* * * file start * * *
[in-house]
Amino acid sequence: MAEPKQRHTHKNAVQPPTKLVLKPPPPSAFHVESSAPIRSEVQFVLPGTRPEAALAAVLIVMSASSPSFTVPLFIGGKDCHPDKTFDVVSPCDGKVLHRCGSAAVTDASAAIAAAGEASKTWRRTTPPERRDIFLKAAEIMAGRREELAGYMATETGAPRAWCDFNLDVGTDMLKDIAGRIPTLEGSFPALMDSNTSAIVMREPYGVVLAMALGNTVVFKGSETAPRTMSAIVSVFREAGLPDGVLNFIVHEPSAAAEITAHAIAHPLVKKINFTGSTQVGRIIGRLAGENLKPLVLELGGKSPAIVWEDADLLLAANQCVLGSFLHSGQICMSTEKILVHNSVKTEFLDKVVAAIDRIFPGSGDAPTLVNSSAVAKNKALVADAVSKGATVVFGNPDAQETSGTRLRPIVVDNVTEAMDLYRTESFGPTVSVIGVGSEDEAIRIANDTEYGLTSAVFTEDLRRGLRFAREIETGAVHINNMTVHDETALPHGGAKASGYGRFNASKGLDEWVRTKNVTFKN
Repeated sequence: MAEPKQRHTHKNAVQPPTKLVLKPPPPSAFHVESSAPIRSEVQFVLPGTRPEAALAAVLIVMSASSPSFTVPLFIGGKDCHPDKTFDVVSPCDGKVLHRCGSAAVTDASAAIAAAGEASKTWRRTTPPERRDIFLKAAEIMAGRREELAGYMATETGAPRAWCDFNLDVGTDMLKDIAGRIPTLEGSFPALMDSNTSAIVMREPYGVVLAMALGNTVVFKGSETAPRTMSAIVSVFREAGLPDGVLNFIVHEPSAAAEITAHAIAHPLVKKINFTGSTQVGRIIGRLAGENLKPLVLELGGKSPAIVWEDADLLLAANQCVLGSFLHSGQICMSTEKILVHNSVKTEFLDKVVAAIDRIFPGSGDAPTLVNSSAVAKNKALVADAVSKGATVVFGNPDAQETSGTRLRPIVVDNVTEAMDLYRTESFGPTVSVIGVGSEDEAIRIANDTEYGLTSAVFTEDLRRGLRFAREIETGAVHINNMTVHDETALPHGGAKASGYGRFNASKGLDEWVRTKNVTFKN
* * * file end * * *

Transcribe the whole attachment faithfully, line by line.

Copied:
[in-house]
Amino acid sequence: MAEPKQRHTHKNAVQPPTKLVLKPPPPSAFHVESSAPIRSEVQFVLPGTRPEAALAAVLIVMSASSPSFTVPLFIGGKDCHPDKTFDVVSPCDGKVLHRCGSAAVTDASAAIAAAGEASKTWRRTTPPERRDIFLKAAEIMAGRREELAGYMATETGAPRAWCDFNLDVGTDMLKDIAGRIPTLEGSFPALMDSNTSAIVMREPYGVVLAMALGNTVVFKGSETAPRTMSAIVSVFREAGLPDGVLNFIVHEPSAAAEITAHAIAHPLVKKINFTGSTQVGRIIGRLAGENLKPLVLELGGKSPAIVWEDADLLLAANQCVLGSFLHSGQICMSTEKILVHNSVKTEFLDKVVAAIDRIFPGSGDAPTLVNSSAVAKNKALVADAVSKGATVVFGNPDAQETSGTRLRPIVVDNVTEAMDLYRTESFGPTVSVIGVGSEDEAIRIANDTEYGLTSAVFTEDLRRGLRFAREIETGAVHINNMTVHDETALPHGGAKASGYGRFNASKGLDEWVRTKNVTFKN
Repeated sequence: MAEPKQRHTHKNAVQPPTKLVLKPPPPSAFHVESSAPIRSEVQFVLPGTRPEAALAAVLIVMSASSPSFTVPLFIGGKDCHPDKTFDVVSPCDGKVLHRCGSAAVTDASAAIAAAGEASKTWRRTTPPERRDIFLKAAEIMAGRREELAGYMATETGAPRAWCDFNLDVGTDMLKDIAGRIPTLEGSFPALMDSNTSAIVMREPYGVVLAMALGNTVVFKGSETAPRTMSAIVSVFREAGLPDGVLNFIVHEPSAAAEITAHAIAHPLVKKINFTGSTQVGRIIGRLAGENLKPLVLELGGKSPAIVWEDADLLLAANQCVLGSFLHSGQICMSTEKILVHNSVKTEFLDKVVAAIDRIFPGSGDAPTLVNSSAVAKNKALVADAVSKGATVVFGNPDAQETSGTRLRPIVVDNVTEAMDLYRTESFGPTVSVIGVGSEDEAIRIANDTEYGLTSAVFTEDLRRGLRFAREIETGAVHINNMTVHDETALPHGGAKASGYGRFNASKGLDEWVRTKNVTFKN